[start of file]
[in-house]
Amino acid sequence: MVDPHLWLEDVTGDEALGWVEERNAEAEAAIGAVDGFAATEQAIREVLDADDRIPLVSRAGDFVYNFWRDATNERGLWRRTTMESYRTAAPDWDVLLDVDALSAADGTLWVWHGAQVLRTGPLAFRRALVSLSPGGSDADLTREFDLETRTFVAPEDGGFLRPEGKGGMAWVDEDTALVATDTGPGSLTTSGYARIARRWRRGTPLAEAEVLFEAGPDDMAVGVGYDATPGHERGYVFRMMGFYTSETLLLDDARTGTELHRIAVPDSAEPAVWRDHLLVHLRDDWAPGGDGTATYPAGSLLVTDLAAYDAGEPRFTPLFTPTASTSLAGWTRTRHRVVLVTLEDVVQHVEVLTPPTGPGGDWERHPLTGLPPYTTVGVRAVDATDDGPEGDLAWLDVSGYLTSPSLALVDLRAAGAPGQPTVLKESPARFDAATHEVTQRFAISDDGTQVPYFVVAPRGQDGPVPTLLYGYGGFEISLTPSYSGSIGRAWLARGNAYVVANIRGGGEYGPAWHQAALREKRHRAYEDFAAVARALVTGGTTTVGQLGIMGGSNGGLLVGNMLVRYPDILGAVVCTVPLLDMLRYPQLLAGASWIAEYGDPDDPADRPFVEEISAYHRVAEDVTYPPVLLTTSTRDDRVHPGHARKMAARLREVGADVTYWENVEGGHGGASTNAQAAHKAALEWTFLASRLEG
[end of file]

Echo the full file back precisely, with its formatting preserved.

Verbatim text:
[in-house]
Amino acid sequence: MVDPHLWLEDVTGDEALGWVEERNAEAEAAIGAVDGFAATEQAIREVLDADDRIPLVSRAGDFVYNFWRDATNERGLWRRTTMESYRTAAPDWDVLLDVDALSAADGTLWVWHGAQVLRTGPLAFRRALVSLSPGGSDADLTREFDLETRTFVAPEDGGFLRPEGKGGMAWVDEDTALVATDTGPGSLTTSGYARIARRWRRGTPLAEAEVLFEAGPDDMAVGVGYDATPGHERGYVFRMMGFYTSETLLLDDARTGTELHRIAVPDSAEPAVWRDHLLVHLRDDWAPGGDGTATYPAGSLLVTDLAAYDAGEPRFTPLFTPTASTSLAGWTRTRHRVVLVTLEDVVQHVEVLTPPTGPGGDWERHPLTGLPPYTTVGVRAVDATDDGPEGDLAWLDVSGYLTSPSLALVDLRAAGAPGQPTVLKESPARFDAATHEVTQRFAISDDGTQVPYFVVAPRGQDGPVPTLLYGYGGFEISLTPSYSGSIGRAWLARGNAYVVANIRGGGEYGPAWHQAALREKRHRAYEDFAAVARALVTGGTTTVGQLGIMGGSNGGLLVGNMLVRYPDILGAVVCTVPLLDMLRYPQLLAGASWIAEYGDPDDPADRPFVEEISAYHRVAEDVTYPPVLLTTSTRDDRVHPGHARKMAARLREVGADVTYWENVEGGHGGASTNAQAAHKAALEWTFLASRLEG